Inclusive Design as the Social Responsibility of Industrial Designers

Star InactiveStar InactiveStar InactiveStar InactiveStar Inactive

Winta Adhitia Guspara1 and Winta Tridhatu Satwikasanti2



Human-centred design is a paradigm of industrial design that focuses on producing products that are not only luxurious but also have a good purpose, function well, and provide a satisfying experience for users. Industrial designers possess the skills and knowledge to create such products, but it is unfortunate if these abilities are used in too narrow a field. According to Papanek, industrial designers must prepare themselves to understand social problems. One field that is relevant to industrial designers in terms of social responsibility is related to disabled people. By learning from people with disabilities, designers can understand how a design should be. Standards for design requirement no longer use general standards but use the minimum standards for persons with disabilities. By employing minimum standards, the product usability and environmental accessibility can be used for everyone, and no one is left behind.

This article expands on Victor Papanek's ideas of introducing product design students to an inclusive design paradigm. Students participate in inclusive design and inclusive service-learning classes, where they work on projects aimed at creating educational toys for children by involving children with disabilities, including autism spectrum disorder, cerebral palsy, visual impairment, deafness, slow learning, and mental disabilities. Involving children with disabilities in the design process allows designers to receive valuable feedback on functionality and usability, aiding in the overall improvement of the solutions at once. By embracing an inclusive design approach and involving disabled individuals in the design process, students can develop products which answer the needs of people with disabilities, foster inclusivity and accessibility for more people.

Keywords: Victor Papanek, human-centred design, industrial design, inclusive design, disability


Full Text




[1]       V. Papanek, Design for the real world, no. March. 1985.

[2]       A. C. Michalos and H. A. Simon, The Sciences of the Artificial, vol. 11, no. 1. 1970.

[3]       P. Boradkar, Designing Things: A Critical Introduction to the Culture of Objects. New York: BERG, 2010.

[4]       N. Cross, Designerly Ways of Knowing. London: Springer, 2006.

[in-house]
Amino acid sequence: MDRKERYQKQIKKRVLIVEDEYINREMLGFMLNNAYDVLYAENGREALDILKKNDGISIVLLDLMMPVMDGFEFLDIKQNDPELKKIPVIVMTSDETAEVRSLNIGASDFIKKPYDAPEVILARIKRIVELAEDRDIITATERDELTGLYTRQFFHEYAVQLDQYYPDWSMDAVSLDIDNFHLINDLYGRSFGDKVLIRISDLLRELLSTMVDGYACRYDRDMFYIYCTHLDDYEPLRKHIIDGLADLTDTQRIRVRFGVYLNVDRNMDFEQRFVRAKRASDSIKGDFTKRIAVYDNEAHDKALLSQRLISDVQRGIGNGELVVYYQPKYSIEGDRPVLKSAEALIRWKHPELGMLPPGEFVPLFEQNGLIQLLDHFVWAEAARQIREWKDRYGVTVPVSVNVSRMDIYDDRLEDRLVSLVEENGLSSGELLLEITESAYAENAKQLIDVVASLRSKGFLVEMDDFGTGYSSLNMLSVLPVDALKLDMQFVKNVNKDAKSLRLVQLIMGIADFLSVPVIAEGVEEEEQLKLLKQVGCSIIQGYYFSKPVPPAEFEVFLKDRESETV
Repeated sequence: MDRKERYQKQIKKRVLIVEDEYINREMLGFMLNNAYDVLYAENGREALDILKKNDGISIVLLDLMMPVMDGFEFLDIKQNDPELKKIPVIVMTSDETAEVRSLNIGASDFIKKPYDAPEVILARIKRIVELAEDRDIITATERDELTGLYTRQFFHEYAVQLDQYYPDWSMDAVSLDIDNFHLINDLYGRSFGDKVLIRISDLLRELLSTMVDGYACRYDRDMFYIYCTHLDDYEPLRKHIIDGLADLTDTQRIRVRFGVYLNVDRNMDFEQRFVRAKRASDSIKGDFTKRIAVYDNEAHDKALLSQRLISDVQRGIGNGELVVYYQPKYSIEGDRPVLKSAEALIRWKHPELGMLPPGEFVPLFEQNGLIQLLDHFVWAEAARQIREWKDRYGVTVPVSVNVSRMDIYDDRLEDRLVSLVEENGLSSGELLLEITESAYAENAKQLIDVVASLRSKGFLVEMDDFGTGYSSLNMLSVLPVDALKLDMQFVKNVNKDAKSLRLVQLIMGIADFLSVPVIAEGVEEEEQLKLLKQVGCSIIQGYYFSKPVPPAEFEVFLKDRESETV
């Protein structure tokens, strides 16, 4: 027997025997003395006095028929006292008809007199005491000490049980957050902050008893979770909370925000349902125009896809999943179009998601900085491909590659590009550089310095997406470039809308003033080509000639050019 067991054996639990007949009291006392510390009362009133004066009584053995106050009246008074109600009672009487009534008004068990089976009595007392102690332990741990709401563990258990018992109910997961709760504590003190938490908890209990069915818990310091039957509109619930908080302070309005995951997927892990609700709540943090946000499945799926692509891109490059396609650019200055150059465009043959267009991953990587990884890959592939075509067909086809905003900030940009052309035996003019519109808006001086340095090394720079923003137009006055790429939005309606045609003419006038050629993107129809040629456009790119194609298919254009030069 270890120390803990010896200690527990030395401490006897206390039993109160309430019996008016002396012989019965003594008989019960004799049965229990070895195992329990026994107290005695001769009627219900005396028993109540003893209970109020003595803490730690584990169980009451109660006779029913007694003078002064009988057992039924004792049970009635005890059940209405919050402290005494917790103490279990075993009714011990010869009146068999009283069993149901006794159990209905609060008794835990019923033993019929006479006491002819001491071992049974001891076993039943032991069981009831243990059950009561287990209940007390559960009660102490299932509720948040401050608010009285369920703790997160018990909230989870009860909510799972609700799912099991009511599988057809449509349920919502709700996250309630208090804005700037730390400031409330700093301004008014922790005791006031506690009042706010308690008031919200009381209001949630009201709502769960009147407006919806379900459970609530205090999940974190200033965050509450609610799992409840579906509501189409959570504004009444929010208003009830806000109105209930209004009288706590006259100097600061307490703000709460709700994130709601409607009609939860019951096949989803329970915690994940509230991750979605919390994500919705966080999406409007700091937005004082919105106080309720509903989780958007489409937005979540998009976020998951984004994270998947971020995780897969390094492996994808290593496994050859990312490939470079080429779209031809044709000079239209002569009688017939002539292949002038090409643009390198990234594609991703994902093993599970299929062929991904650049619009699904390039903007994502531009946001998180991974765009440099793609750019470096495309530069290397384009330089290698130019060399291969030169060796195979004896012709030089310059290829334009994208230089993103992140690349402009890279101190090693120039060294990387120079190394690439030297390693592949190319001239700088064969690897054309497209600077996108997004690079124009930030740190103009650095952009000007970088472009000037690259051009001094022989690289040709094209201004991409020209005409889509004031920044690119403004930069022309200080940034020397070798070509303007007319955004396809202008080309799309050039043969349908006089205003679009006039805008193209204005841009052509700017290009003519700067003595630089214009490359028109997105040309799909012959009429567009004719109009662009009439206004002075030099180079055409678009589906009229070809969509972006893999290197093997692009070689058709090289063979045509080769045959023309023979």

[5]       R. P. McDermott and H. Varenne, ‘Culture as Disability’, Anthropol. Educ. Q., vol. 26, no. 3, pp. 324–348, 1995.

[6]       K. Marx, CAPITAL, vol. one. London: Penguin Classics, 1990.

[7]       N. Pevsner, Pioneers of Modern Design, Reprinted. Norflok: Pellican Books, 1936.

[8]       C. Amery, ‘Art History Reviewed IV : Nikolaus Pevsner ’s ’Pioneers of the Modern Movement ’, 1936’, Burlingt. Mag., vol. 151, no. 1278, pp. 617–619, 1936.

[9]       P. Draper, ‘Reassessing Nikolaus Pevsner’, J. Des. Hist., vol. 19, no. 4, pp. 357–360, 2004.

[10]     J. M. Woodham, ‘Designing Design History: from Pevsner to Postmodernism’, J. Des. Hist., vol. 20, no. 2, p. 14, 2006.

[11]     U. Engel, ‘“Fit for its purpose”: Nikolaus Pevsner argues for the modern movement’, J. Des. Hist., vol. 28, no. 1, pp. 15–32, 2015.

[12]     P. Madge, ‘An Enquiry into Pevsner’s “Enquiry”’, J. Des. Hist., vol. 1, no. 2, pp. 113–126, 1998.

[13]     C. Bolus-Reichert, The Age of Eclecticism. 2020.

[14]     M. Gell-Man, ‘What is complexity?’, vol. 1, no. 1, 1995.

[15]     B. Edmonds, ‘What is Complexity - The philosophy of complexity per se with application to some examples in evolution’, Manchester Metrop. Univ., p. 13, 1999.

[16]     C. H. Lineweaver, P. C. Davies, and M. Ruse, ‘What is complexity? Is it increasing?’, Complex. Arrow Time, pp. 3–16, 2013.


[18]     C. Adami, ‘What is complexity?’, BioEssays, vol. 24, no. 12, pp. 1085–1094, 2002.

[19]     J. Dewey, Experience and Education (Kappa Delta Pi Lecture). New York: TOUCHSTONE, 1997.

[20]     D. A. Schon, The Reflective Practitioner, First. United States of America: Basic Books, Inc, 1983.

[21]     M. Polanyi, Personal Knowledge, Second. Routledge, 1962.

[22]     D. W. Inclusive Service Learning, ‘Inclusive Service Learning #2: Educational and Daily Living Products for Children with Disabilities’, Yogyakarta, 2023.

[23]     S. Keates and J. Clarkson, Countering Design Exclusion: An Introduction to Inclusive Design. London, UK: Springer-Verlag, 2004.

[24]     M. Lewrick, P. Link, and L. Leifer, Design Thinking Toolbox. New Jersey: John Wiley & Sons Ltd, 2020.

[25]     W. Jonas, ‘A Scenario for Design’, Des. World, vol. 17, no. 2, pp. 37–52, 2018.